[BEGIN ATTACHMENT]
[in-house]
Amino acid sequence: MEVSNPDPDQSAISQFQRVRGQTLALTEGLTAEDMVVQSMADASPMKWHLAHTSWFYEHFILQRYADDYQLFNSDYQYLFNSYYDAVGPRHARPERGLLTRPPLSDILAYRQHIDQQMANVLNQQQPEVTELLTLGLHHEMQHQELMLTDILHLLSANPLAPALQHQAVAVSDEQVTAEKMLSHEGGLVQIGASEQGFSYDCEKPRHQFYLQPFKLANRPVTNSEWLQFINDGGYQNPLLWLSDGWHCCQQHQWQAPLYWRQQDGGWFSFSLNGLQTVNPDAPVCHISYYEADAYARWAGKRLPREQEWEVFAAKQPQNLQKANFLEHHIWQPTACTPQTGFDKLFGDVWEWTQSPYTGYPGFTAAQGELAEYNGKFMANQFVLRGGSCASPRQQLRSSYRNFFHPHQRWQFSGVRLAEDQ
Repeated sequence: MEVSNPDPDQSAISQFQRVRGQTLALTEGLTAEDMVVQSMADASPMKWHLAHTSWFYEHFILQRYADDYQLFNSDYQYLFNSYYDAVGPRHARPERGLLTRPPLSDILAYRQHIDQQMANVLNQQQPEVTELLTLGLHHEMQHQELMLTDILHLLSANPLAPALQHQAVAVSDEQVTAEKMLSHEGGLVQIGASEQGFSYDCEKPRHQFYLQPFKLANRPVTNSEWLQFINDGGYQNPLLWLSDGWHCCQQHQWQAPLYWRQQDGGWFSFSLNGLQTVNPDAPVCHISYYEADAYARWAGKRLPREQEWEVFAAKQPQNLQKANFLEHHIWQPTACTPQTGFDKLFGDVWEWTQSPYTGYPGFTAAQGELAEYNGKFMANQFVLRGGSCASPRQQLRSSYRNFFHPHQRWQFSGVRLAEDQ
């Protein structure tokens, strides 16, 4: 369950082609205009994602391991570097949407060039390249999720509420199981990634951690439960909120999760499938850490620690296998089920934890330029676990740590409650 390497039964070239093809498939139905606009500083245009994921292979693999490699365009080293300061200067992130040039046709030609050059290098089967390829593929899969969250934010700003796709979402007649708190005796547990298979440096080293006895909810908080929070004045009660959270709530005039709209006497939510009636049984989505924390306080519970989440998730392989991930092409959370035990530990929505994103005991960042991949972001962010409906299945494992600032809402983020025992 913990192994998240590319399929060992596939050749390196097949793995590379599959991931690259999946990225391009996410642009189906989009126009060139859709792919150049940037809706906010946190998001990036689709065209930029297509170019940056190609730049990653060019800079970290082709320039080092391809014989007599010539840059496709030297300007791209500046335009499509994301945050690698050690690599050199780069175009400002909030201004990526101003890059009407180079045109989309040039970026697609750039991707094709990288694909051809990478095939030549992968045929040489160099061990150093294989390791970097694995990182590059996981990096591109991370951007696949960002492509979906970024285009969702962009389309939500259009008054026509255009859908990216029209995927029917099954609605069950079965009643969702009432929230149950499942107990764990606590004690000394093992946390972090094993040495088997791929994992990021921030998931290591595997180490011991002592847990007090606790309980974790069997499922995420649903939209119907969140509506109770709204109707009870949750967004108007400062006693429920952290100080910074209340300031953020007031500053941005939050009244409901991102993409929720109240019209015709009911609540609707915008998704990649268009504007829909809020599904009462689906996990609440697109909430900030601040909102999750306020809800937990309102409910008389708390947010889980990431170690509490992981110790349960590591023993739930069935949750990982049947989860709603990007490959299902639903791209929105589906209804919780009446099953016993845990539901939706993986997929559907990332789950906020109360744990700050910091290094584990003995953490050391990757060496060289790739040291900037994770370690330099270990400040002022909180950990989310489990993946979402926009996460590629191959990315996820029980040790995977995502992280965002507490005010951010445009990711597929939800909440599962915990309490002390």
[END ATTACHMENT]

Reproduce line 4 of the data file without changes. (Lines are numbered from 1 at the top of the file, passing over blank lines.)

């Protein structure tokens, strides 16, 4: 369950082609205009994602391991570097949407060039390249999720509420199981990634951690439960909120999760499938850490620690296998089920934890330029676990740590409650 390497039964070239093809498939139905606009500083245009994921292979693999490699365009080293300061200067992130040039046709030609050059290098089967390829593929899969969250934010700003796709979402007649708190005796547990298979440096080293006895909810908080929070004045009660959270709530005039709209006497939510009636049984989505924390306080519970989440998730392989991930092409959370035990530990929505994103005991960042991949972001962010409906299945494992600032809402983020025992 913990192994998240590319399929060992596939050749390196097949793995590379599959991931690259999946990225391009996410642009189906989009126009060139859709792919150049940037809706906010946190998001990036689709065209930029297509170019940056190609730049990653060019800079970290082709320039080092391809014989007599010539840059496709030297300007791209500046335009499509994301945050690698050690690599050199780069175009400002909030201004990526101003890059009407180079045109989309040039970026697609750039991707094709990288694909051809990478095939030549992968045929040489160099061990150093294989390791970097694995990182590059996981990096591109991370951007696949960002492509979906970024285009969702962009389309939500259009008054026509255009859908990216029209995927029917099954609605069950079965009643969702009432929230149950499942107990764990606590004690000394093992946390972090094993040495088997791929994992990021921030998931290591595997180490011991002592847990007090606790309980974790069997499922995420649903939209119907969140509506109770709204109707009870949750967004108007400062006693429920952290100080910074209340300031953020007031500053941005939050009244409901991102993409929720109240019209015709009911609540609707915008998704990649268009504007829909809020599904009462689906996990609440697109909430900030601040909102999750306020809800937990309102409910008389708390947010889980990431170690509490992981110790349960590591023993739930069935949750990982049947989860709603990007490959299902639903791209929105589906209804919780009446099953016993845990539901939706993986997929559907990332789950906020109360744990700050910091290094584990003995953490050391990757060496060289790739040291900037994770370690330099270990400040002022909180950990989310489990993946979402926009996460590629191959990315996820029980040790995977995502992280965002507490005010951010445009990711597929939800909440599962915990309490002390």